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First there was Pointe South Business Park, Randleman’s original business park development. The project’s first occupant was Hughes Furniture which is still in operation on the site today. The site is considered to be essentially full.

New business park will also benefit Randleman

RANDLEMAN — Randleman is on the way to getting its third large business park. 

 

On Sept. 6, the Randolph County Board of County Commissioners voted unanimously to participate in an economic development project which will be known as the I-74 Industrial Center. The 160-acre site is located at the interchange of Interstate 74 and U.S. 311 in Sophia and within the City of Randleman’s greater planning jurisdiction. 

 

Kevin Franklin, Randolph County Economic Development Corporation (EDC) president, said the site has been on EDC’s radar for a number of years. Two years ago, a developer indicated that the property owner was ready to move forward with a business park project.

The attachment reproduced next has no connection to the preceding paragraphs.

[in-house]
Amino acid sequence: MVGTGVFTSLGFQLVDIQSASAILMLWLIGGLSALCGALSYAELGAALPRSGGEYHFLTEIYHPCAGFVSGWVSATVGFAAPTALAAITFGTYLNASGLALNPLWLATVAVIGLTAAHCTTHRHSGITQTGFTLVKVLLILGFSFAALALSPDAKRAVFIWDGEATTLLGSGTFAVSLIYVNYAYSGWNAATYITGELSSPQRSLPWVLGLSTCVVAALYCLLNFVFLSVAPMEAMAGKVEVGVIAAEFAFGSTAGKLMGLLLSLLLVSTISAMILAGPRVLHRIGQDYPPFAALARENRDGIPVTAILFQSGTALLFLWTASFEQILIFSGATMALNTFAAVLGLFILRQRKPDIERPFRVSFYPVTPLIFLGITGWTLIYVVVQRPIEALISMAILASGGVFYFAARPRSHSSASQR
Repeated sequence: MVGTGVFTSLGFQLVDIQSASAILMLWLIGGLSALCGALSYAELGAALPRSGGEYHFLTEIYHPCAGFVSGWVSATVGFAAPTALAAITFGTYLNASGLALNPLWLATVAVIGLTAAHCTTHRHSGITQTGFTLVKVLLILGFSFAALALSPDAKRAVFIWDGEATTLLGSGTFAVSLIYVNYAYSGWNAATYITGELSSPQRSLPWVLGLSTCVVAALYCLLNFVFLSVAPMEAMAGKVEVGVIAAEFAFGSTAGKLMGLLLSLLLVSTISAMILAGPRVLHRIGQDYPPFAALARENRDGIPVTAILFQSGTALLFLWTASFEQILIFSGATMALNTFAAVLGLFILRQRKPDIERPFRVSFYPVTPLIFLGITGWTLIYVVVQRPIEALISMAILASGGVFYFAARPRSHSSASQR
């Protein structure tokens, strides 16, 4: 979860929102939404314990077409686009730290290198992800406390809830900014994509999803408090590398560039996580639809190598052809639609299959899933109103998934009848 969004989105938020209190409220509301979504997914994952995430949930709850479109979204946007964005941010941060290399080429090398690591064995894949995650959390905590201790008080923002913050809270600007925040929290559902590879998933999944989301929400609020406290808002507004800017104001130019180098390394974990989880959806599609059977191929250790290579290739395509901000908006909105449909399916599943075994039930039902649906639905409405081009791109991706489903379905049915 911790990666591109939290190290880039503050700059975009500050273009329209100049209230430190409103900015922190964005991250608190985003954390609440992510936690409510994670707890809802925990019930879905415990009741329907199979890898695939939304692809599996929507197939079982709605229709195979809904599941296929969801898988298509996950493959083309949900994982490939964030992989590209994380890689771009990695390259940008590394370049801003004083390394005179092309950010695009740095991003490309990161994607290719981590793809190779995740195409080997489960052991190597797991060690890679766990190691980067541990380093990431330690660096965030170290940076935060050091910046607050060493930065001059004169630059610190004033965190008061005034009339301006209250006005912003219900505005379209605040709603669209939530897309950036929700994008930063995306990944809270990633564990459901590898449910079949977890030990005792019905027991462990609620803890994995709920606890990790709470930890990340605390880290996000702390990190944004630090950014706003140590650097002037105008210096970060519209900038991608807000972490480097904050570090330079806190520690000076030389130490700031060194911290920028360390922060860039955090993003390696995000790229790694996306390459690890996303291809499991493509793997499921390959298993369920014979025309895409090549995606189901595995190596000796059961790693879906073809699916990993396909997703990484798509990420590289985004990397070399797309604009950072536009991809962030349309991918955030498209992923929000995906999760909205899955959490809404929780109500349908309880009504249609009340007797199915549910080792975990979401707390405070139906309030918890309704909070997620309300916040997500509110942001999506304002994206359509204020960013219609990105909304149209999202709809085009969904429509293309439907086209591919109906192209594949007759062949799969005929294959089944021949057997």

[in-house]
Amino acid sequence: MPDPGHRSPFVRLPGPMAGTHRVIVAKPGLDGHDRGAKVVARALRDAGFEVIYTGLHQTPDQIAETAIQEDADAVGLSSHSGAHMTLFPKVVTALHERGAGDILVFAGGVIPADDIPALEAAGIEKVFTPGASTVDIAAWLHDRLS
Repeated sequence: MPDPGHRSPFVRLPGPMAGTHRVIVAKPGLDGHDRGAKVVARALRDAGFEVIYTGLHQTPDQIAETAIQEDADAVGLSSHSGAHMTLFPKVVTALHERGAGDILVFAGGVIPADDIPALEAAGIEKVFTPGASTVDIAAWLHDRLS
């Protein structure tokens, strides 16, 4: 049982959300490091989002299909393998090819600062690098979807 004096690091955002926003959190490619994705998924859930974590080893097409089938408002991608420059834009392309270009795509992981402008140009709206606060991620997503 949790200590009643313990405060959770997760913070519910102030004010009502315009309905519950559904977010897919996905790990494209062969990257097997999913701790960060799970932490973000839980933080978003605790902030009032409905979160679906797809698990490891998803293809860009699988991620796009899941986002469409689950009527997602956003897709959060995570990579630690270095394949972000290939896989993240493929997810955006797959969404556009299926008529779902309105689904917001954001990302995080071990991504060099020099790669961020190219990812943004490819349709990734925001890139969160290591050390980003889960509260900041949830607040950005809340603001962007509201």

Franklin said the 160 acres is part of a larger 228-acre parcel. I-74 bisects the property, leaving over 60 acres on the west side of the interstate, he said. That could be developed at a future date. 

 

Franklin said the site has plenty going in its favor. In addition to excellent access to major roads, the land is largely flat with only one stream on the property. There are no environmental concerns. Fiber optic cables already run in the area as does access to electrical utilities and natural gas.

 

The development of the site will involve the coordination of Randleman, Asheboro and the county government. Randleman is expected to provide the water to the site and pay for the water infrastructure, said Randleman City Manager William Johnson. Randleman has allocated $75,000 to do the preliminary engineering design work. The city has contracted with The Wooten Company in Raleigh to do the design and to bid out the construction, he said. Johnson said at some point in the future, the site will be annexed into Randleman.

 

“We are really excited about the project,” he said. “We are looking for big fish. We know that when EDC goes out to solicit prospective clients, companies are looking for a site that is ready to go.”